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September 25, 2018

Cornell Cooperative Extension Of Oswego County Welcomes New Agricultural Team Coordinator


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MEXICO, NY – Jonathan “J.J.” Schell grew up around farming.

His dad worked on a dairy farm outside Watertown when JJ was a toddler and remained in the farming and agricultural field for many years.

Jonathan “J.J.” SchellHe gained his own farming experience through high school by working on two local farms, one which focused on vegetables and ostrich, the second which focused on dairy cows.

But, he remained interested in returning to dairy farming because of his family’s history in the industry.

“After six months of battling these enormous birds, I decided I missed milking cows and went to work for a beautiful one hundred-cow dairy farm,” he said. “There I was introduced to the challenges of long-term manure storage and bottom silo unloaders.”

Thus began Schell’s career assisting farmers solve everyday problems to make their businesses successful.

He has recently joined Cornell Cooperative Extension of Oswego County as its new agricultural team coordinator.

Schell has an extensive history applying his farming experience to helping others through CCE.

His journey to his new position may have started early on with his involvement in Cornell Cooperative Extension as 4-H volunteer.

“I thought my passion for agriculture and the sense of accomplishment I had when I volunteered my time with 4-H would assist me in the agricultural teaching field,” he said.

After receiving his Masters of Arts degree in Agricultural Education from Cornell University in 2001, he decided his experience and background would be a good match with CCE’s goals and has worked in the agriculture departments at several CCE locations including Washington and Schoharie counties.

“In Schoharie County I worked as an agricultural generalist and program leader,” he said. “When the team coordinator position became available here in Oswego County, I could not pass up the exceptional opportunity to move closer to where I grew up and to work with the agricultural producers here.”

He has been on the job for a little over a month but has come in full force working with potential livestock and vegetable farmers to educate them about the advantages of setting up their businesses in Oswego County.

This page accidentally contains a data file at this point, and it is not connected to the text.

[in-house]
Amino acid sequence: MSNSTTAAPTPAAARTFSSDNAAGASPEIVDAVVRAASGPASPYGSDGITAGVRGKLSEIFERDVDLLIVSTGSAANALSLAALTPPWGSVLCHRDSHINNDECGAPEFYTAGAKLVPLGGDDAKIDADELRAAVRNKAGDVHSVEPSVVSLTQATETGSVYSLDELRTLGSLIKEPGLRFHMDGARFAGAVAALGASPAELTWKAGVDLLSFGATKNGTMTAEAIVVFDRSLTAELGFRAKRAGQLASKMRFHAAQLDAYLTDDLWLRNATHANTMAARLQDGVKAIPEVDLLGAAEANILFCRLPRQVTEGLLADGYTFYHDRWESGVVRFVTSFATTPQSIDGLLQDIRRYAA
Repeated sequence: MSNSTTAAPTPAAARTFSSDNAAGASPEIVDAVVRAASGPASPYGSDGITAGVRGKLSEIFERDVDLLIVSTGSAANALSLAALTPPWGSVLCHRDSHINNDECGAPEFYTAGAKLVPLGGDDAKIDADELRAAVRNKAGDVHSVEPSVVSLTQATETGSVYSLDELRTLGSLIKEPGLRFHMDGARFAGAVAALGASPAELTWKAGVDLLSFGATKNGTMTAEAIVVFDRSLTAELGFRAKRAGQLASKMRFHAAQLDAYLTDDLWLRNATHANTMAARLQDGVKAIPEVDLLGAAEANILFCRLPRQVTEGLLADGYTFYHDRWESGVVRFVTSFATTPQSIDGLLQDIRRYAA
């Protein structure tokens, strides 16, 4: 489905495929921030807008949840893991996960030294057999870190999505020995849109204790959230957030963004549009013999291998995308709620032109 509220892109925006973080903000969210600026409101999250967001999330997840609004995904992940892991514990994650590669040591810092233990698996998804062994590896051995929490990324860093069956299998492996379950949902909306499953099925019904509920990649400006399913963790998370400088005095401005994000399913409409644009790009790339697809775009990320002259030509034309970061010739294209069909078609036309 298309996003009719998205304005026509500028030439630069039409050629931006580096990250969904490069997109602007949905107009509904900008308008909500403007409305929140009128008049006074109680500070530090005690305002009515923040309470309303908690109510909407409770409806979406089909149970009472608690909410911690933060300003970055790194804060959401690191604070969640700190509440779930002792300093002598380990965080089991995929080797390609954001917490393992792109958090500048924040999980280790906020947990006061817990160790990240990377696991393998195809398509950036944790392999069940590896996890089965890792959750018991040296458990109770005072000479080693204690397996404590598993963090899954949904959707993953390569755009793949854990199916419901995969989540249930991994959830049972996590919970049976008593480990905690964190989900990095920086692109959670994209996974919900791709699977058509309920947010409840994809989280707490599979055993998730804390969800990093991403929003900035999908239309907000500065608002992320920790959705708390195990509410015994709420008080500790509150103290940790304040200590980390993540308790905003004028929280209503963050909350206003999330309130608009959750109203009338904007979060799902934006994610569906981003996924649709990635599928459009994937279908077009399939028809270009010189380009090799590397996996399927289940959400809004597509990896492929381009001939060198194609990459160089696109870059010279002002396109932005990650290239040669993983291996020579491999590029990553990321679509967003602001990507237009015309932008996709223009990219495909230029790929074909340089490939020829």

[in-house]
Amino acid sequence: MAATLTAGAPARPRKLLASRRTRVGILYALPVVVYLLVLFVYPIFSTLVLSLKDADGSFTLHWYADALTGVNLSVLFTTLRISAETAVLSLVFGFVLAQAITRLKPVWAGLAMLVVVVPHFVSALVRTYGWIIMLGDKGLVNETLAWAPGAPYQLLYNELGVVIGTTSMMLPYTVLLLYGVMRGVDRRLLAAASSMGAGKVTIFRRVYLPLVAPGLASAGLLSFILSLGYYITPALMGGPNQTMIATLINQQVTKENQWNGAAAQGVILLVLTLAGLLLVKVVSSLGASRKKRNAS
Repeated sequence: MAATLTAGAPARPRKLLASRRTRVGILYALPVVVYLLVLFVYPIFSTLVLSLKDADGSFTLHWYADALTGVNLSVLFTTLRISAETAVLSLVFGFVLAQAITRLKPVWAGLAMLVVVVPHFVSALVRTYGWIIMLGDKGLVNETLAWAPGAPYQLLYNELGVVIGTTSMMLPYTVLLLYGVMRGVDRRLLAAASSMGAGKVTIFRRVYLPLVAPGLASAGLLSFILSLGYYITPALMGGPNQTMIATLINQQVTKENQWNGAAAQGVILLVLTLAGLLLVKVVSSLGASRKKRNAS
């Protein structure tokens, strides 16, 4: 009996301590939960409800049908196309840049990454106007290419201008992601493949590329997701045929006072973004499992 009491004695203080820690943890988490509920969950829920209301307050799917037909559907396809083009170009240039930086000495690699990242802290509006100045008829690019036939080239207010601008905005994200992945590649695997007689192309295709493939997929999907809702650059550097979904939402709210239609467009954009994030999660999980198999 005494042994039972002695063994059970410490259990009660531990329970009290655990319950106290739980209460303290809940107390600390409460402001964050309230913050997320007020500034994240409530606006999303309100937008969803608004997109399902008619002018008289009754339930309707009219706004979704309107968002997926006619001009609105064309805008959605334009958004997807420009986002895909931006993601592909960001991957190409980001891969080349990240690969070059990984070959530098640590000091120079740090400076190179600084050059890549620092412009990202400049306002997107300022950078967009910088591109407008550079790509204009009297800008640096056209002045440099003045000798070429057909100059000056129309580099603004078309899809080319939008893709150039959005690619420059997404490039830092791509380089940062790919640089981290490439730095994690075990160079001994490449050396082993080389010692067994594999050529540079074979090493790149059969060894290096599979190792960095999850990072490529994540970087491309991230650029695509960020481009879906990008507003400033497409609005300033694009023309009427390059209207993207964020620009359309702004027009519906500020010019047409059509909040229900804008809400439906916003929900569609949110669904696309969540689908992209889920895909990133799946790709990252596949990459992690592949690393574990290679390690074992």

“The ‘Come Farm With Us’ program is in place to recruit potential farmers to use the farmland resources we have here in Oswego County so these farms can continue as farmland, and not be developed for other, non-agricultural uses,” Schell said.

Schell believes many farmers in New York State are aware of CCE, but are sometimes surprised at the level of attention and expertise they can access through the organization.

“The personalized attention you get through Cornell Cooperative Extension is second to none in business development,” Schell said. “We work step-by-step with local agricultural businesses to help them make the most of their resources. We help them plan and show them the most current practices and research that can help them be more productive and successful in their business.”

In addition to the science of agriculture, CCE of Oswego County is also investing in economic development with its recently appointed agricultural economic development specialist, who works under Schell’s direction.

“The agriculture producers in Oswego County have much to offer,” said Schell. “It is extensions responsibility to help interested local farmers with branding, image, expansion into niche markets, and partnering opportunities in larger markets.”

Schell views positions and resources like this as an example of CCE of Oswego County’s commitment to agricultural viability in the region.

“I’m very passionate about what I do and about farming,” Schell said. “Cornell Cooperative Extension of Oswego County is as well. It’s a good match and I look forward to working with the Extension staff and the agricultural businesses in the area.”

CCE Executive Director Paul A. Forestiere II is excited about his new agricultural team.

“The agriculture program at CCE stresses that farming is business, especially in Oswego County,” Forestiere said. “Many people drive by the mucks and other local farms, purchase goods from local farmer’s markets and think that is agriculture, but this is far from the truth. Agriculture, or agribusiness, is a major economic player in this country, and especially throughout Oswego County. Our role here is multi-faceted as an advisor, a consultant and educator. J.J.’s experience in farming and knowledge in today’s agribusiness environment will be a great asset to our local farmers.”

Schell is committed to helping local farmers and creating a stable and inviting environment for new farms, and possibly even his own farm in the future.

“I have plans to get back into farming some day,” he said. “But for now, I want to see the existing farms in Oswego County prosper and grow.”

Cornell Cooperative Extension is a key outreach system of Cornell University with a strong public mission and an extensive local presence that is responsive to needs in New York communities.

The Cornell Cooperative Extension educational system enables people to improve their lives and communities through partnerships that put experience and research knowledge to work.

If you would to learn more about Cornell Cooperative Extension of Oswego County, call (315) 963-7286 or visit counties.cce.cornell.edu/oswego/

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